j/k - that is one sweet piece of firearms, even if it has no collectibles value. Who cares if it is not 100%, do you plan on amassing a world class gun collection? Even if you plan on shooing the snot out of it or never shooting it I would keep that baby forever! :cool:
     
  15. PrimePorkchop

    PrimePorkchop New Member

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    Okay first off, holy **** your profile pic is awesome.

    Back on track :cool:

    I've added some new pictures. I was advised to "edit out the serial number" ... not sure why? Anyone have a reason why I should do that? (I did, just curious)

    But since the last update, i've gotten ahold of the historian at Ithaca Gun Company, and he's also looking into it, as well as a local Gun historian in the town I live in. So many great minds are finally on it! Everyone seems optimistic that it's a good find.

    I don't care if it's worth $$ or not, I just want to have an awesome piece of tradition to keep in my family for generations (provided Obama doesn't take it :mad: )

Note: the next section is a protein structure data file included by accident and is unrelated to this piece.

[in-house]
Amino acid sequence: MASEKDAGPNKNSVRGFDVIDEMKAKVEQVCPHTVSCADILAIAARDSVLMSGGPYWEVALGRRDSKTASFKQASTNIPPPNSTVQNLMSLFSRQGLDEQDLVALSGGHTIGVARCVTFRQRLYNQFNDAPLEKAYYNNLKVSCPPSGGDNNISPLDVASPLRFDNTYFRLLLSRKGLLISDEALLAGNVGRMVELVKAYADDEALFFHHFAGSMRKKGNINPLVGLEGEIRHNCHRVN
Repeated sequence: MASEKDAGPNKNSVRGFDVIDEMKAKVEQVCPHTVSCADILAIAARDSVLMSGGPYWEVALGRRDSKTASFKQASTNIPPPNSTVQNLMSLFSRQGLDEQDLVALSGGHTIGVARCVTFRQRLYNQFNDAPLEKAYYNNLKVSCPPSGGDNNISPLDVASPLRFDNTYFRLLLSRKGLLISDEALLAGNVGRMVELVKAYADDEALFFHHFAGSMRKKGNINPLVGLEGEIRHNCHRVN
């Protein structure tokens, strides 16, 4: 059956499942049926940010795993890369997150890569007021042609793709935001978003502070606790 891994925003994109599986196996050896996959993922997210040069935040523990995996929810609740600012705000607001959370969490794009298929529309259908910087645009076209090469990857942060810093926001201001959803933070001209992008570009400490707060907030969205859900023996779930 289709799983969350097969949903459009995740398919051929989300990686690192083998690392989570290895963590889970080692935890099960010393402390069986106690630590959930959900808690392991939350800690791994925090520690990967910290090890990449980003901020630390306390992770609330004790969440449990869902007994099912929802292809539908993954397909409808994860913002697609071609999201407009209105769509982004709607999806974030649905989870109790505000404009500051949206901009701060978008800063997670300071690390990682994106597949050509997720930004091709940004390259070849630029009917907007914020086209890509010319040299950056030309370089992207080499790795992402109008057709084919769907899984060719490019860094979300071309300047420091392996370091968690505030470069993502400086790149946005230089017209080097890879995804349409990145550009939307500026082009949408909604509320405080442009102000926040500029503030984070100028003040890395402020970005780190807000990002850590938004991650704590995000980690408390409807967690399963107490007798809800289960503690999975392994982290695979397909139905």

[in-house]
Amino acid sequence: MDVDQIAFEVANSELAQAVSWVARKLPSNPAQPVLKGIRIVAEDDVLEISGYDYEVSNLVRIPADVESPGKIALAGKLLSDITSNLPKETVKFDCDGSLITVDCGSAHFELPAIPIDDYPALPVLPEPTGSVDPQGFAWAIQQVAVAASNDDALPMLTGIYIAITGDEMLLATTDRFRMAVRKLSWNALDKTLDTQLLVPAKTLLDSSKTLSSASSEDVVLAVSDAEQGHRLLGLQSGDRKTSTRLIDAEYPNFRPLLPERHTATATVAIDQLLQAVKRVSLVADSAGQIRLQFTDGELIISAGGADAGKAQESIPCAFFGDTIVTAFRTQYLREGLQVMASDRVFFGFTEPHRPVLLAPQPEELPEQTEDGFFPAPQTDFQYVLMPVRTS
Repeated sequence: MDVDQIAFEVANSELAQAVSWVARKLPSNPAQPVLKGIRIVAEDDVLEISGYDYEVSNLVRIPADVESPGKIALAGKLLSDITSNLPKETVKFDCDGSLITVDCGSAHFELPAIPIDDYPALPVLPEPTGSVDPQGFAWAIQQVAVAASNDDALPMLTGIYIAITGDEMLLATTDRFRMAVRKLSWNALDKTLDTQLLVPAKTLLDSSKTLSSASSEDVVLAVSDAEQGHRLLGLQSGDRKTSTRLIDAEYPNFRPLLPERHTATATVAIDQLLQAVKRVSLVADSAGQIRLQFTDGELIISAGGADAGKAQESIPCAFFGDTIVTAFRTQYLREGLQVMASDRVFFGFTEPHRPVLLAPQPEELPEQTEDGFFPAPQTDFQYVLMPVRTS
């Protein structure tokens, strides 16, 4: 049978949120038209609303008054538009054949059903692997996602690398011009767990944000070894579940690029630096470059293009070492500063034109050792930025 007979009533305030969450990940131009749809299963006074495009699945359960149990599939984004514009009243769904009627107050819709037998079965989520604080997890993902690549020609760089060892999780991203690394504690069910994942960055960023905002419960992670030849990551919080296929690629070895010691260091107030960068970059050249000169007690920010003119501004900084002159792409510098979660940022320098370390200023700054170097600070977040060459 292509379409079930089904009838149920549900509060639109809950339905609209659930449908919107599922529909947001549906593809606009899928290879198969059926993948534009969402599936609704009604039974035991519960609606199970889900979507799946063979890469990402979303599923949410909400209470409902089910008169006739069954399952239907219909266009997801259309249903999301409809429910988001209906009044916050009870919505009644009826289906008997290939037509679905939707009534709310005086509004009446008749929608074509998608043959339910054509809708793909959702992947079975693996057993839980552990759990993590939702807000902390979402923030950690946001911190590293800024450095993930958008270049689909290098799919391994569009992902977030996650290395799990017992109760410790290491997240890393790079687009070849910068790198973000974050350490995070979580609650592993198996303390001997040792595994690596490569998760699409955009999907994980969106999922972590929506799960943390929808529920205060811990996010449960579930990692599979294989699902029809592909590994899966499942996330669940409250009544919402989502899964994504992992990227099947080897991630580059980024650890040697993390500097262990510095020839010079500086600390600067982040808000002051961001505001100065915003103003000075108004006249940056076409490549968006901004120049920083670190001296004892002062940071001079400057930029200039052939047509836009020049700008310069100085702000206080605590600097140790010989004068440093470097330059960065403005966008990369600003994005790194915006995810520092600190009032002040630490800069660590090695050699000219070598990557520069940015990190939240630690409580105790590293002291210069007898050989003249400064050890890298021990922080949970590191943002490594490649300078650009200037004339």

Anyways, the one thing that is striking me as weird is the grade marks etc. Im a total newbie on this stuff, so I do not speak with authority, just going off of what i've been able to dig up "on the internet" there seems to be conflicting results.

    First off, if im not mistaken, the "Grade" is "S" and the gauge shows "12" (Reference the picture that shows S12 on the receiver)

    However, on the barrel, there is a "26" on the left barrel and a "16" on the right barrel (pictures included) that lie beneath the extractor (i think that is what this thing is called)

    Also, I tried a 12 gauge shell...it's too big. A 20 gauge is too small. I don't have a 16 gauge shell to try...so im just speculating =)

    All serial #'s match up on each individual part as well.
     

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  16. PrimePorkchop

    PrimePorkchop New Member

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    more pictures - in these, the picture of the barrels facing out (as if you're behind the gun looking in) anyone know what that "x" mark stands for?
     

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  17. hiwall

    hiwall Well-Known Member